When we lose someone we love, there are no simple solutions or ten effortless steps we can follow to “fix” our sorrow (or the sorrow of our friends and family). There are also no magic words or religious gurus—however well intended—that can make everything suddenly better.
While the intensity of our grief may lessen somewhat with time, our love stays strong, powerful, and constant. Like a full moon shining bright in the night sky, love is the beacon we follow.
This holiday season, try to create rituals and ceremonies that celebrate what you hold sacred in your life and in your heart. Be intentional about finding ways to honor your truth. Most importantly, be gentle and be kind – to others, and especially to yourself.
What I’ve learned from the many people I interviewed is that we don’t “get over” the death of someone we love. We also can’t fix or placate the intense sorrow we feel. Our experiences of loss — like our experiences of joy — become significant strands in the web of our life story.
When we find ourselves on the unfamiliar shores of loss ... We can spend however much time we need there, perhaps finding solace beneath the vast night sky, a bight full moon, or the soft glow of the setting sun. We can allow ourselves to feel whatever we feel — no right, no wrong, and no judgment.
As we sit with our sadness, we may decide not to waste time chasing the wrong things. The pot of gold at the end of the rainbow likely no longer appeals to us because we understand the impermanent, fleeting beauty of the rainbow’s hues – knowing such splendor will not last. Knowing it is not meant to be here forever, but nevertheless wanting desperately to grasp each precious moment.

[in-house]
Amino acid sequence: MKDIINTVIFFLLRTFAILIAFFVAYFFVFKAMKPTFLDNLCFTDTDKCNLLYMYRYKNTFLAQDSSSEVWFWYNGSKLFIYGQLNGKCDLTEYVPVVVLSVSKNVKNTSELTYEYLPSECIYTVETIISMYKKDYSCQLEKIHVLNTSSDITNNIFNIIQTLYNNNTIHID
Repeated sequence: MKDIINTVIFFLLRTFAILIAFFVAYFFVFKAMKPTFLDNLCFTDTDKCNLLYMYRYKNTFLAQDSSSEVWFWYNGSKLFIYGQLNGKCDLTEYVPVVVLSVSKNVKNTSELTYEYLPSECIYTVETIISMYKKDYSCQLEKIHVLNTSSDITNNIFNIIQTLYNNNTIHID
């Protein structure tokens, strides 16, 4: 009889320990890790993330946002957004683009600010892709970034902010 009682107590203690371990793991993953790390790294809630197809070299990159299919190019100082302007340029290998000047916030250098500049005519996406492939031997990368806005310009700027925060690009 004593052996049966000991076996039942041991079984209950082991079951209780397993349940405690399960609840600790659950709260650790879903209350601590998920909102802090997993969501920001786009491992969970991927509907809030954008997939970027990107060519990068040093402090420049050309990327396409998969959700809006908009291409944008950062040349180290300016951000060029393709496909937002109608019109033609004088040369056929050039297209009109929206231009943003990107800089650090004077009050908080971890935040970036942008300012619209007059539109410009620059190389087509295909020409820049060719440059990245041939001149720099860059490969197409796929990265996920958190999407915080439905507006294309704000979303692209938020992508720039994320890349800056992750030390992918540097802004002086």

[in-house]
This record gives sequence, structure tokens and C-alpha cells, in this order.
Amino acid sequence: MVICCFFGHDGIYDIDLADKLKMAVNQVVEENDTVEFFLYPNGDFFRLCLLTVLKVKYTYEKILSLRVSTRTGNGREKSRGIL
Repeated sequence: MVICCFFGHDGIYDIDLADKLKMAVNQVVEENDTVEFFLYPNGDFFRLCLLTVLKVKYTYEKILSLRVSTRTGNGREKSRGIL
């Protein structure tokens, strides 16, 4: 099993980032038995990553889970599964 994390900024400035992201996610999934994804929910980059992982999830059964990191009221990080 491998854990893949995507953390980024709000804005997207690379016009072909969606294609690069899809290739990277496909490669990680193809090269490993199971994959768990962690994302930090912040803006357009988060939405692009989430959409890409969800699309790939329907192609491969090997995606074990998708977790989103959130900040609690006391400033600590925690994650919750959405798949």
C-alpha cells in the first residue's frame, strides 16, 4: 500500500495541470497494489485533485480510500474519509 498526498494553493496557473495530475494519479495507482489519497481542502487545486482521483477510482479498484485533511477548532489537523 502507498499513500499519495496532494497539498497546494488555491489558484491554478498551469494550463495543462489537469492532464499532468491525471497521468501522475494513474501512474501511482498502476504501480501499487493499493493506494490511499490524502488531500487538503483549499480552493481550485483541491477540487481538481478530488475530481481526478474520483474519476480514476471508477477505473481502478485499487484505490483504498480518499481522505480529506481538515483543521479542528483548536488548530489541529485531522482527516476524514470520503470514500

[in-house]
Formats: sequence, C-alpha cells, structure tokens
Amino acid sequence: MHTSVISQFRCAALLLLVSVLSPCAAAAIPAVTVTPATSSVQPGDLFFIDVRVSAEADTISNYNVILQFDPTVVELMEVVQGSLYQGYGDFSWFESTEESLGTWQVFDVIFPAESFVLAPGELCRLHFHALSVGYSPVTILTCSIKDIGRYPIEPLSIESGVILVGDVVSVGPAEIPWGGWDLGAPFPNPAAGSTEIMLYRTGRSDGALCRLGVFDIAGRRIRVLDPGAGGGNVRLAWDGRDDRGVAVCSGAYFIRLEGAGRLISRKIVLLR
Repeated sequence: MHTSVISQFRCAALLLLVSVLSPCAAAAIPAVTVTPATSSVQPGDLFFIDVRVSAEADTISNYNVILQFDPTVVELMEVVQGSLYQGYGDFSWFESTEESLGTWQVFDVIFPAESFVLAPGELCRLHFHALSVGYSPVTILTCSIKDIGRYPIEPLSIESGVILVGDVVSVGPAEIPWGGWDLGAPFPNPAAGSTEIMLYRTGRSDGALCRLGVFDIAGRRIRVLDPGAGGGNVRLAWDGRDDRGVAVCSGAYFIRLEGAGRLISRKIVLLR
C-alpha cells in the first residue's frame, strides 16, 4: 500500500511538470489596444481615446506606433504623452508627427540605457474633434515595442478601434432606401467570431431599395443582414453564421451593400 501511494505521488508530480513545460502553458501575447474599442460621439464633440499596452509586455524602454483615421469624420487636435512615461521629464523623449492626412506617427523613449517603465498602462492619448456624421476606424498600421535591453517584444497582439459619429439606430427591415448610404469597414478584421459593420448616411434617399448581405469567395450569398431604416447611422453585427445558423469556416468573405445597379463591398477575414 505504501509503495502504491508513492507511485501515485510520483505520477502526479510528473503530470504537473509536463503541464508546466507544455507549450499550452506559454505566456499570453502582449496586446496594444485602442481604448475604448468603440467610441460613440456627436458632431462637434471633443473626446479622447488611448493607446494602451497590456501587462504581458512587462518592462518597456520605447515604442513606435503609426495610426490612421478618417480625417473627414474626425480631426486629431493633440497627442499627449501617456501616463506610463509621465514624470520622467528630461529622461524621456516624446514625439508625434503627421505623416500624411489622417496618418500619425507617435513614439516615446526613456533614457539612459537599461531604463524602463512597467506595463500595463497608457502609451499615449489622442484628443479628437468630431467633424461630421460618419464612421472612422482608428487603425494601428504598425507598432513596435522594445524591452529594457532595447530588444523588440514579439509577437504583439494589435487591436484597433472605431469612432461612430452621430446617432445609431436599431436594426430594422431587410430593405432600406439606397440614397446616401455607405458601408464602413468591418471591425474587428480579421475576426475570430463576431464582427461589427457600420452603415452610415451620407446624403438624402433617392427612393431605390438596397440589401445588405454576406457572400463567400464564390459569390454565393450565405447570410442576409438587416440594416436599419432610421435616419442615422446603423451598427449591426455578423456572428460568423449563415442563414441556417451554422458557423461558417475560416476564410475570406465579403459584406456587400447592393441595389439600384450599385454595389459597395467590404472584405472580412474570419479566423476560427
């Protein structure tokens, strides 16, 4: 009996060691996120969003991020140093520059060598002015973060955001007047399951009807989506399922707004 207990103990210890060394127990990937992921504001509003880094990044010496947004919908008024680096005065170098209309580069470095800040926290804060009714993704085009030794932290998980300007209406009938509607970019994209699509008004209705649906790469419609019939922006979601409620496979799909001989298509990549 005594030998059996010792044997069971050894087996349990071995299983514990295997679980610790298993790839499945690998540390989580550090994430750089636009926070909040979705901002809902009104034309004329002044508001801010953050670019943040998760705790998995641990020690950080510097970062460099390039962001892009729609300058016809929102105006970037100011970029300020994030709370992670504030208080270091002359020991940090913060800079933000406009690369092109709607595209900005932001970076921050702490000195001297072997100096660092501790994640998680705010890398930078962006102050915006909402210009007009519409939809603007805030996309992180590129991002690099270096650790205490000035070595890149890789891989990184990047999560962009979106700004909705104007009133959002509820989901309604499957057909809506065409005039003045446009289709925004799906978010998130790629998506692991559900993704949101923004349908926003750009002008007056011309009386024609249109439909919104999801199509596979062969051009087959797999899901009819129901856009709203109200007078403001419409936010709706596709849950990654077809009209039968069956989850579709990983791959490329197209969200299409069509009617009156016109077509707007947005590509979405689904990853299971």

People who are doing their best to get up, go out, and face the world each morning—despite loss—are engaging in tremendous acts of courage. Courage is not the mighty sword that slays an enemy. Real courage is being honest and completely vulnerable. It’s the quiet voice that whispers, “I need help” or “I’m at a loss here.” It’s living an authentic life despite the clamor of those bent on destroying what is unique, creative, and beautiful. It’s embracing life in the moment. Happy moments. Sad moments. Angry moments. Fearful moments. It requires courage to say out loud, “Our marriage has had rocky times” or “I’m feeling lonely today.” It’s humbling to admit, “I don’t know why that happened.” Or acknowledging, “I don’t know what happens after I die,” or “I don’t know the answers for life’s deep mystical questions.”